Rate Attended Degree GPA BUS MGMT AA/AS 1,125 83 22 73.0 67 2.70

    EDUCATION AA/AS 433 85 19 67.6 69 2.88 ENGINEERING AA/AS 455 89 21 90.8 83 2.97 INTERDISC STDY

    AA/AS 699 79 21 76.7 66 2.79 LIB ARTS AA/AS 1,799 78 20 75.8 61 2.75 BUS MGMT AAS 411 66 26 81.1 35 2.48 CRIM JUST&PROT

    AAS 278 65 34 76.5 38 2.27 ENGR TECH AAS 888 73 24 87.8 46 2.58 HLTH PROF AAS 913 72 12 95.7 53 3.07 ALL AA/AS 4,694 81 21 76.0 67 2.78 ALL AAS 2,627 71 21 87.4 47 2.79 ALL ASSOCIATES

    DEGREE HOLDERS 7,321 77 21 80.0 59 2.75 NO ASSOCIATES

    DEGREE 6,948 77 31 42.1 55 2.49 Retention Rates by Year of Entry to Old Dominion

    Table 7

    Retention by Year of Entry: 1990-01 to 2000-01


     Rates by VCCS Degree Type 1990-91 1991-92 1992-93 1993-94 1994-95 1995-96 1996-97 1997-98 1998-99 1999-00 2000-01

    87 88 78 78 81 81 78 82 82 81 N/A AA/AS Degree

    85 92 66 78 74 69 68 70 70 60 N/A AAS Degree

    75 73 77 78 77 81 77 79 79 78 N/A No Degree

    78 80 76 78 78 78 75 78 78 75 N/A All Transfer

    Students entering with a transfer degree (AA/AS) are consistently more likely to

    be retained during the subsequent year after entry than are those with AAS

    degrees. Retention rates for AAS students have declined over the period of the

    study; however, there has been a gradual increase in the numbers of AAS

    students, largely due to the advent of TELETECHNET; in 1990 there were 83

    AAS transfers by 1996 there were 359. Those transfer students with no degree

    are retained at rates only slightly lower than those with the transfer degree.

    Graduation Rates by Year of Entry to Old Dominion

    Table 8

    Graduation by Year of Entry: 1990-91 to 2000-01


    Rates by VCCS

    19901991199219931994199519961997199819992000Degree Type -91 -92 -93 -94 -95 -96 -97 -98 -99 -00 -01

    79 72 65 63 63 64 61 59 82 100 N/A AA/AS Degree

    71 65 51 55 48 45 40 37 43 100 N/A AAS Degree

    53 55 54 55 48 47 55 71 82 100 N/A No Degree

    60 61 57 57 52 52 53 56 71 100 N/A All Transfer

    966 1,015 1,024 1,032 1,428 1,409 1,461 1,127 626 114 N/A Total Eligible

    Consistent with retention rates, graduation rates are highest for transfer (AA/AS)

    degree holders, followed by those with no degree, then those with the AAS

    degree. A decline in the graduation rate in the years between 1990-91 and

    1996-97 may be associated with the need to extend the graduation criteria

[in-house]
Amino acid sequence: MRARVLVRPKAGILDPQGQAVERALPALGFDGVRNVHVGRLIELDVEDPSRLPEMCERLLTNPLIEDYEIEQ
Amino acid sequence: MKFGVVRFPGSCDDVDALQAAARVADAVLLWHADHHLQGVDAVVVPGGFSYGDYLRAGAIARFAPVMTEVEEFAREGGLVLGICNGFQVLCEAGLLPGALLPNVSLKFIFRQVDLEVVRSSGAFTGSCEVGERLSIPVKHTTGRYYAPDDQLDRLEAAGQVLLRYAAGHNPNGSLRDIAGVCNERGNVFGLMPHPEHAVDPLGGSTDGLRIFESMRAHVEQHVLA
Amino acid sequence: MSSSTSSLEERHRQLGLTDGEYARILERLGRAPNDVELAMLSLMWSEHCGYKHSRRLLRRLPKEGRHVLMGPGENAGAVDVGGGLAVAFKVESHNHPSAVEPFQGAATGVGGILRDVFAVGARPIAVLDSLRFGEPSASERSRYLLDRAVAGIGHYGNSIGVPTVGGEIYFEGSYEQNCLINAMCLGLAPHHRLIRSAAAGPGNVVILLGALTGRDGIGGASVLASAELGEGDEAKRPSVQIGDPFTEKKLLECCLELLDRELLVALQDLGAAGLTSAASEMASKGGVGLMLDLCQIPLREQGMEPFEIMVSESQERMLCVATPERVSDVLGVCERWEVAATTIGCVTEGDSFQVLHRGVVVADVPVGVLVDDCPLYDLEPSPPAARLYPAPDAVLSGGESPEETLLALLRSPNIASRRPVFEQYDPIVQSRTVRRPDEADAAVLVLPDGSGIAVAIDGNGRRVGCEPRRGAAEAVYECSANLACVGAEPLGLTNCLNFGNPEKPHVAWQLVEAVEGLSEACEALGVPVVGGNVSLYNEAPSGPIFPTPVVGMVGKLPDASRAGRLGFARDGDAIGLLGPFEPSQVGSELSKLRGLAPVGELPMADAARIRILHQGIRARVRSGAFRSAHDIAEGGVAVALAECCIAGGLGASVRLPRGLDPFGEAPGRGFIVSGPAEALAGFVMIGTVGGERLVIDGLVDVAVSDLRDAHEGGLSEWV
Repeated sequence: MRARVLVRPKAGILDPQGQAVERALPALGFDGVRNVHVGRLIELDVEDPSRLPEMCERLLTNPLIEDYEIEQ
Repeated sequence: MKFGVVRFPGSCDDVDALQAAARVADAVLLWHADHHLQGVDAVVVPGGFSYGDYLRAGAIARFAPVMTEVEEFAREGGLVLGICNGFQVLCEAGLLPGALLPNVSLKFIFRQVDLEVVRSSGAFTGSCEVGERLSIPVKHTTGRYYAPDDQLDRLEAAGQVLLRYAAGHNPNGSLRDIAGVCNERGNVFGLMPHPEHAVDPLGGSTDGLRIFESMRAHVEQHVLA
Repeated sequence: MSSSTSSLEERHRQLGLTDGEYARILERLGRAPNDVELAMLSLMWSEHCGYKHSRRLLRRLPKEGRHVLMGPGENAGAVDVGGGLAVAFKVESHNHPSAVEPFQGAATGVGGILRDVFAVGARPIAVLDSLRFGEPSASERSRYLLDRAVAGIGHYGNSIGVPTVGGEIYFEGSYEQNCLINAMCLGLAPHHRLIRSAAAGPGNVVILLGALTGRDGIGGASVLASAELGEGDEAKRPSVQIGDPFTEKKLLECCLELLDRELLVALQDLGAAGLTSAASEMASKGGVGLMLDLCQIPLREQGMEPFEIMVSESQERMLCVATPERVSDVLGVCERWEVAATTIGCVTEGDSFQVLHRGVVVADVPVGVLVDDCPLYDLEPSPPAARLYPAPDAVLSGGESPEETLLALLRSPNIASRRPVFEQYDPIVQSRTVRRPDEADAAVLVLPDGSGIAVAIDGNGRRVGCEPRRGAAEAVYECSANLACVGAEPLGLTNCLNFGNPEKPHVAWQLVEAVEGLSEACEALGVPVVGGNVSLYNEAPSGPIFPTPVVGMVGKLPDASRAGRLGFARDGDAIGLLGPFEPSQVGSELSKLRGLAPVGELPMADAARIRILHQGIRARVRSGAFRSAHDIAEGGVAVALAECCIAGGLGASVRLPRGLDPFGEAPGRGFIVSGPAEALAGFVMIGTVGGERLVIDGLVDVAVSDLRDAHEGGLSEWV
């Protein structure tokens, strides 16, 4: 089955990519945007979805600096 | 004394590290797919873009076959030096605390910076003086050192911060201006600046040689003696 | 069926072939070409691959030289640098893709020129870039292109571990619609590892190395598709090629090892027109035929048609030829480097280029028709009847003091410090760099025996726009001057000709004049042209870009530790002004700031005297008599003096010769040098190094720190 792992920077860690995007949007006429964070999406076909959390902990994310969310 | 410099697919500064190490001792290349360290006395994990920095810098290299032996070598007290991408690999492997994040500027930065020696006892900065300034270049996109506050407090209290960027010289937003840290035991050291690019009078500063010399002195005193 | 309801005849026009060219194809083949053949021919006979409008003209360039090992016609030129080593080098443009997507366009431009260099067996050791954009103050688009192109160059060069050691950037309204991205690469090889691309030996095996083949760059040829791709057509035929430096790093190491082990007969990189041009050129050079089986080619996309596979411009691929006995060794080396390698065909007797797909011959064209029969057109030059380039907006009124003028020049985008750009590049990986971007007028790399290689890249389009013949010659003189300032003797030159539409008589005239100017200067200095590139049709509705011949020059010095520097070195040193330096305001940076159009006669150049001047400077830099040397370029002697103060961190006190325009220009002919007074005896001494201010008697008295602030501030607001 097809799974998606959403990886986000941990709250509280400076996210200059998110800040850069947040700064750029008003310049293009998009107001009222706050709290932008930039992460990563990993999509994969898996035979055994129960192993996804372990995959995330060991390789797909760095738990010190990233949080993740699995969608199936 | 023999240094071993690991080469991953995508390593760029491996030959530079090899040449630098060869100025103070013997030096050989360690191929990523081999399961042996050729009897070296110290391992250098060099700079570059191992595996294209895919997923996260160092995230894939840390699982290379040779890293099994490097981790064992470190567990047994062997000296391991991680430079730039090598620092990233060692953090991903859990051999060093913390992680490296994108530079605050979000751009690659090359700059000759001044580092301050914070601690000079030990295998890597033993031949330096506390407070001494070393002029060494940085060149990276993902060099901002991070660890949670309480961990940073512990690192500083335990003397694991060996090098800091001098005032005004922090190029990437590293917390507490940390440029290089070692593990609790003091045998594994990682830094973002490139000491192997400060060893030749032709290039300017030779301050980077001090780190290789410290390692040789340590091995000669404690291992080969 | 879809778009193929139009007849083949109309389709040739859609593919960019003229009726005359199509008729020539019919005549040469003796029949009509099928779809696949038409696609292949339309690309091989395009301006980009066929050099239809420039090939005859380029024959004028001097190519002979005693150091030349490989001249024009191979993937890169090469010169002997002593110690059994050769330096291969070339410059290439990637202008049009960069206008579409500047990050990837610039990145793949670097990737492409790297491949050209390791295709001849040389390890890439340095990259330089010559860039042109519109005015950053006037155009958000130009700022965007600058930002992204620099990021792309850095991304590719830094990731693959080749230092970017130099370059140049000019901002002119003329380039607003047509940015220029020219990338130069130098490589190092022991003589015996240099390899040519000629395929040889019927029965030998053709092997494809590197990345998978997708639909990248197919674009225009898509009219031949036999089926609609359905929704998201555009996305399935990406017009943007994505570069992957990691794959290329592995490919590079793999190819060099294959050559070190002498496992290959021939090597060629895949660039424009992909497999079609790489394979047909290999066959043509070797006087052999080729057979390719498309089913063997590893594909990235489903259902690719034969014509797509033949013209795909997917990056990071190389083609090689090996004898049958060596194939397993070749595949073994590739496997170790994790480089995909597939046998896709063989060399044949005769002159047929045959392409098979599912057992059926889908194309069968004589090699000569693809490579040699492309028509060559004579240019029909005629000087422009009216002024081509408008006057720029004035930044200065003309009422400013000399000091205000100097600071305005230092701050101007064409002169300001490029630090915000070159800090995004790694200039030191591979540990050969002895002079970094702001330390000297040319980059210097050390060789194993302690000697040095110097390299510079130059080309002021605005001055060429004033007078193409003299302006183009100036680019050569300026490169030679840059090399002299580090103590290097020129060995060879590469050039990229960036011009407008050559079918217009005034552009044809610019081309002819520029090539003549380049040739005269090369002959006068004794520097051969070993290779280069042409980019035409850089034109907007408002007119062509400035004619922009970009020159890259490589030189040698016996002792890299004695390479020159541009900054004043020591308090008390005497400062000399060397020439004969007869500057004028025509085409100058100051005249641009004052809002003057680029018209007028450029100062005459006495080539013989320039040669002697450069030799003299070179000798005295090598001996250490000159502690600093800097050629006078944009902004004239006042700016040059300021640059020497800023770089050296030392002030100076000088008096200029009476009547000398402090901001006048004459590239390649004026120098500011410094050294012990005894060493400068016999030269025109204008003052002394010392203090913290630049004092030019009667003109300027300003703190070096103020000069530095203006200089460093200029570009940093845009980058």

beyond six years for the transfer population which may, arguably, be more likely

    to be part-time and hence, have a longer expectation for graduation.

    Populations eligible for graduation from 1997-98 on are greatly curtailed because

    many students have not had the opportunity to be enrolled a sufficient time to

    graduate. Hence, graduation rates of the remaining eligible students are likely to

    be inflated for these most recent years.

    Results by VCCS Institution

    Transfer Performance results for each of the VCCS constituent institutions were

    tabulated and displayed in the same format as Tables 1-4, above.

    Specific data for each VCCS Institution can be accessed from the table below.

    Institution / HTML Version MS Word Version PDF Version All VCCS Transfer Students All VCCS.doc All VCCS.pdf Blue Ridge Community College Blue Ridge.doc Blue Ridge.pdf Central Virginia Community College Central Virginia.doc Central

    Virginia.pdf Dabney Lancaster Community College Dabney Lancaster.doc Dabney

    Lancaster.pdf Danville Community College Danville.doc Danville.pdf Eastern Shore Community College Eastern Shore.doc Eastern Shore.pdf Germanna Community College Germanna.doc Germanna.pdf J. Sargeant Reynolds Community JS Reynolds.doc JS Reynolds.pdf College

    John Tyler Community College John Tyler.doc John Tyler.pdf Lord Fairfax Community College Lord Fairfax.doc Lord Fairfax.pdf Mountain Empire Community College Mountain Empire.doc Mountain

    Empire.pdf New River Community College New River.doc New River.pdf Northern Virginia Community College Northern Virginia.doc Northern